Today is my niece Frida's birthday, she's turning 4!
Frida is a very special little girl. Before she came along, I didn't really like kids.
The first five things that come to my mind about my adorable niece are the following:
She has the vocabulary of an eleven year-old (commission?!).
She brightens any place she is in with her positive energy.
She wants to be (is) Laura Ingalls Wilder.
She has an incredible intellectual capacity and thirst for learning.
She takes wonderful care of her baby sister, Aimee (Baby Jane), and they are adorable together.
She is very motivated and independent.
So, in honor of the lovely Miss Frida, I made my first layer cake. It was exciting, adventurous, and messy a process as could be, and I had a blast! I will admit, though, that I realized I'm not a huge fan of cake. I don't particularly care for the taste, texture, and the fact that I think it's not a very natural dessert either. I mean, who thought of cake? But I loved, loved, loved making it, and watching other people enjoy it.
This cake is for you, dahl! I hope your birthday is full of wonderful surprises and many many blessings. Happy Birthday!
Cake lessons and tips:
⁃ The butter must be at room temperature when you use it for the cake, you cannot microwave it to soften it, you must leave it out on the counter for a few hours or overnight to come to room temperature.
⁃ Use the "scoop (into) and swipe" method to measure the flour.
⁃ In this recipe, measure the powdered sugar for the frosting before sifting it.
⁃ Separate the yolks and the egg whites for the cake when the eggs are still cold (just out of the refrigerator), it makes them easier to separate.
⁃ Grease and flour your cake pans really well, even if they are non-stick. Do not use non-stick spray.
⁃ If you are using magic cake strips (strips you soak in water and wrap around the cake pans to prevent doming), attach them to the pans before filling the pans with batter.
⁃ Do not over-mix the batter once you have added the flour; it will result in a tough cake.
⁃ When frosting, place a plate or cardboard cake base on top of the turntable. Do not use a plate that has rims (oops), it's harder to frost.
⁃ Necessary equipment: Mixer of some kind (handheld or stand), two 9-inch cake pans, sifter or fine mesh sieve, cooling rack, large icing spatula.
⁃ Additional, but helpful equipment: magic cake strips, cake lifter, turntable, decorating tips & couplers, decorating bags, cake comb.
⁃ I used a disposable decorating bag, and boy, am I glad I did!
Classic yellow cake
Adapted from The King Arthur Flour Baker's Companion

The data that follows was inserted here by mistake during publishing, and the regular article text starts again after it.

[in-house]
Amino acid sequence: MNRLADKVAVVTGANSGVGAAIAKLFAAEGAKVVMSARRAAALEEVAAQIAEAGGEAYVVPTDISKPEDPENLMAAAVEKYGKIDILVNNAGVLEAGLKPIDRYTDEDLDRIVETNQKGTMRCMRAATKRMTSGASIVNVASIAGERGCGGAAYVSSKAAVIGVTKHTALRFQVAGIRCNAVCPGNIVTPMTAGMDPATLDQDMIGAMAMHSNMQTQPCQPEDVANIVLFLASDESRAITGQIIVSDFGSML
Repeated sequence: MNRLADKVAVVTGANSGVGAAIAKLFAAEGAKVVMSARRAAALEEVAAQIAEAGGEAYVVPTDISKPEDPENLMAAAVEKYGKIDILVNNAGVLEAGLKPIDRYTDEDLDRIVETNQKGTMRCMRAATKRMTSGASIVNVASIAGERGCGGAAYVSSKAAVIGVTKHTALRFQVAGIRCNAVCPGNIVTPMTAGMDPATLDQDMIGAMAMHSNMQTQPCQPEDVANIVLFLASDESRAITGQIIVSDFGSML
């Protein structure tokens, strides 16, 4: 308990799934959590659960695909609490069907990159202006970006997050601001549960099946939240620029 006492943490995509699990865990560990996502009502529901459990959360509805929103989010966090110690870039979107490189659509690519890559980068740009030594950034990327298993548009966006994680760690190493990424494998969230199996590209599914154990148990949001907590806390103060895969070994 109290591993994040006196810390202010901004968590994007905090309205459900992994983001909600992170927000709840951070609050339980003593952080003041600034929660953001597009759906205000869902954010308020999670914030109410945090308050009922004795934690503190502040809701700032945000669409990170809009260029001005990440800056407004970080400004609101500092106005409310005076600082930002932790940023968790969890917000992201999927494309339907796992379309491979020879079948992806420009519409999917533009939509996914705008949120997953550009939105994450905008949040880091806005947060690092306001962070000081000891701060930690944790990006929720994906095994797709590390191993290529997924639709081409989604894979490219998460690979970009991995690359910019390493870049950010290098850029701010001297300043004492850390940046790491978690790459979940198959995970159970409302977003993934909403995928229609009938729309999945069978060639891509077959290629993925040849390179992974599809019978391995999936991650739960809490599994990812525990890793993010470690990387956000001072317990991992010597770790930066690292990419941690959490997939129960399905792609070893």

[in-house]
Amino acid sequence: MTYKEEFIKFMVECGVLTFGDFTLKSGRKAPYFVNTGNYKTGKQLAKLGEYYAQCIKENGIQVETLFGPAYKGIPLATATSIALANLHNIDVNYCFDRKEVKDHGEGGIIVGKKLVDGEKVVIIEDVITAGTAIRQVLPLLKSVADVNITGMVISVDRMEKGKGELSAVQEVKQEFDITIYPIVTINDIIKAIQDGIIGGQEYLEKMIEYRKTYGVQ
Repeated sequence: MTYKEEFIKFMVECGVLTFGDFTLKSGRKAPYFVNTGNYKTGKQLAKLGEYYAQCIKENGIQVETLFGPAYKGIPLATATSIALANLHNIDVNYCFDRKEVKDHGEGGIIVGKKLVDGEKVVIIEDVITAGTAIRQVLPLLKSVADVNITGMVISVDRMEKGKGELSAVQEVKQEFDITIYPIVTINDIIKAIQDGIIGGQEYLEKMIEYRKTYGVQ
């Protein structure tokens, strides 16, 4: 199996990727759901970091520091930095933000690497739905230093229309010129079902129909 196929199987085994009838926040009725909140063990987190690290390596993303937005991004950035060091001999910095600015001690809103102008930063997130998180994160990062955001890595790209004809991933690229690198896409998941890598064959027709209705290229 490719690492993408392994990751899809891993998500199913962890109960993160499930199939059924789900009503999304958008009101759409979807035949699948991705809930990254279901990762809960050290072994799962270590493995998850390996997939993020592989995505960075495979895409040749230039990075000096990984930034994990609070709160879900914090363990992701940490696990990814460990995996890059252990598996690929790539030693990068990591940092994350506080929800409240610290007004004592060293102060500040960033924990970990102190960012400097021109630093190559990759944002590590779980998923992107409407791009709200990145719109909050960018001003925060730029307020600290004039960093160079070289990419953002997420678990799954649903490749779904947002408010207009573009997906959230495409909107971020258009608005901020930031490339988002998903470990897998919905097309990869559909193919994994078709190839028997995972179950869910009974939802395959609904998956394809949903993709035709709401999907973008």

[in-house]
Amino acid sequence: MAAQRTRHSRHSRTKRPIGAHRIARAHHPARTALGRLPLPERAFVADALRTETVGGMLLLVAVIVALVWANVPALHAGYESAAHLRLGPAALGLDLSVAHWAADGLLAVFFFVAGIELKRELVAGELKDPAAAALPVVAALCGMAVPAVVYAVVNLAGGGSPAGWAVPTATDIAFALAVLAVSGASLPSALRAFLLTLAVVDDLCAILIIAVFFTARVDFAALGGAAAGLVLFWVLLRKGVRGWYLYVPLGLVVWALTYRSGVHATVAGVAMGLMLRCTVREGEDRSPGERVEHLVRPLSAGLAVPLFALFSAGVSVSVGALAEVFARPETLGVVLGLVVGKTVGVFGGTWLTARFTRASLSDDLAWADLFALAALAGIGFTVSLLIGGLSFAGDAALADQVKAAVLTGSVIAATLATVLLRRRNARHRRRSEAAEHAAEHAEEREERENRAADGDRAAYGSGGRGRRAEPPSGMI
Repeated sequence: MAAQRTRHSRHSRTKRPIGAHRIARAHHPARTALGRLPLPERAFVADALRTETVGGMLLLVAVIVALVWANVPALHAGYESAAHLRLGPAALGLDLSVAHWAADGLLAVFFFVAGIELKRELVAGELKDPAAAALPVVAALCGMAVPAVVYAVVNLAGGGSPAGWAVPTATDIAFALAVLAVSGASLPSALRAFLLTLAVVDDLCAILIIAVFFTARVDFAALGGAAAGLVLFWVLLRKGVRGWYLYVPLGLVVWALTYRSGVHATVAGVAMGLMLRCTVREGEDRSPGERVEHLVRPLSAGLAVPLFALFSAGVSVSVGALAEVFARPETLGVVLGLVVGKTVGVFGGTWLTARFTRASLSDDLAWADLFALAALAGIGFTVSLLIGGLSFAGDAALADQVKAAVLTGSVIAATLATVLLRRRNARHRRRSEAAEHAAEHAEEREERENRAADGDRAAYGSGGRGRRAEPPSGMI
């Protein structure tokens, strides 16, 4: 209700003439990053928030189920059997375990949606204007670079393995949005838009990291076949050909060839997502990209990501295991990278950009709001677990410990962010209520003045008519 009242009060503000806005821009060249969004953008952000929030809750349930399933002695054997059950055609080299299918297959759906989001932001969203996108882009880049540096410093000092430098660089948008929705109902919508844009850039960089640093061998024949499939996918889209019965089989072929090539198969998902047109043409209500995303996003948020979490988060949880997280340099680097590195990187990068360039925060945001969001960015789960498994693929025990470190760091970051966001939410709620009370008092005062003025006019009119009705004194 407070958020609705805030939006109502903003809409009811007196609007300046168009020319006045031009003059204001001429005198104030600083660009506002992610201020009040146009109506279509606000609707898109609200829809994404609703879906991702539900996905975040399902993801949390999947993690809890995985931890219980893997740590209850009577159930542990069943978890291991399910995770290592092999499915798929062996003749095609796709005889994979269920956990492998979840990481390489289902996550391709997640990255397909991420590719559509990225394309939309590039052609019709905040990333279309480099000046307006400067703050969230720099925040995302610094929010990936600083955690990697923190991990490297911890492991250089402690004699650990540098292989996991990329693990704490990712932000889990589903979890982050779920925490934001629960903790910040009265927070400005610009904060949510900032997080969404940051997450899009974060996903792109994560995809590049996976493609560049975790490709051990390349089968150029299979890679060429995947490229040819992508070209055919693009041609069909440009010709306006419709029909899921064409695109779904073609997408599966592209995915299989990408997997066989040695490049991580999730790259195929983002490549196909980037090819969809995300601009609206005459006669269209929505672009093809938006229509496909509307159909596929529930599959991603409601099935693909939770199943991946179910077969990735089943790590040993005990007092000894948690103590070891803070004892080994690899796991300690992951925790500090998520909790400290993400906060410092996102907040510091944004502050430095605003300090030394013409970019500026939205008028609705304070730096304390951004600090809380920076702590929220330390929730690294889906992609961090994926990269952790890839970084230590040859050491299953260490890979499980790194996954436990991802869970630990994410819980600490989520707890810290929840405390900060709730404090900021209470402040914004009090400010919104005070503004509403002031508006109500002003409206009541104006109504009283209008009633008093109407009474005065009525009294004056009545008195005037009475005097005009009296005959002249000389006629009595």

1 ½ sticks butter, room temperature (see tips above)
1 ¾ cups sugar
¾ tsp salt
2 ½ tsp baking powder
2 tsp vanilla extract
4 large eggs and 2 egg yolks, room temperature (see tips above)
2 ¾ cups all-purpose flour
1 ½ cups milk, buttermilk, or yogurt
Preheat the oven to 350F with the rack in the center. Grease (I used shortening and flour, make sure you grease WELL, cakes like to stick, even in non-stick pans) two 9-inch round cake pans and set aside.
In the bowl of your stand mixer, cream together the butter, sugar, salt, baking powder, and vanilla for about 5 minutes or until light and fluffy. Add the eggs one at a time, beating well after each one is added. With the mixer on the lowest speed, alternately blend in one-third of the flour, then half of the milk, another third of the flour, the remaining half of the milk, and finally the remaining third of the flour. Scrape down the sides of the bowl as much as needed.
Pour the batter into the prepared pans, and bake for 25 to 30 minutes. They are done when a cake tester inserted in the middle comes out clean with just a few moist crumbs clinging to it, the cake is starting to pull away from the sides of the pan, and when pressed down upon, the cake will be slightly springy to the touch. Remove the cakes from the oven, cool for 10 minutes in their pans, and then turn out on a rack to cool completely before frosting.
Chocolate buttercream frosting
3 oz chocolate (any kind; I used 60%), chopped
½ stick butter, room temperature
⅛ tsp salt
4-5 cups confectioners' sugar, sifted
2 tsp vanilla extract
6 TBSP milk or cream
Melt the chocolate by either microwaving it or in a heatproof bowl over simmering water, until ¾ of the way melted. Remove foam the heat or microwave and stir until it's completely smooth. Set aside to cool.
In the bowl of your stand mixer, beat together the butter and salt until fluffy. Add approximately half of the sugar and beat slowly until well incorporated. Add vanilla and half the milk and beat until fluffy. Mix in the melted chocolate until thoroughly combined. Scrape down the sides of the bowl as needed, and add the remaining sugar and milk alternately until they are completely blended in. Beat until the frosting is light and fluffy. You may adjust the consistency using more milk or confectioners' sugar if you need.
Note: This makes enough frosting to coat and fill a 9-inch layer cake and leaves a tiny bit for decorating. If you wish to do extensive decorating, double all of the ingredients except the sugar; you will only need about 6 cups of sugar.
Note 2: For the drop-flower decoration on the borders, I used the Wilton tip #108. For information on how to frost the cake, check out these videos: Frosting the first layer of a cake, Frosting the second layer of a cake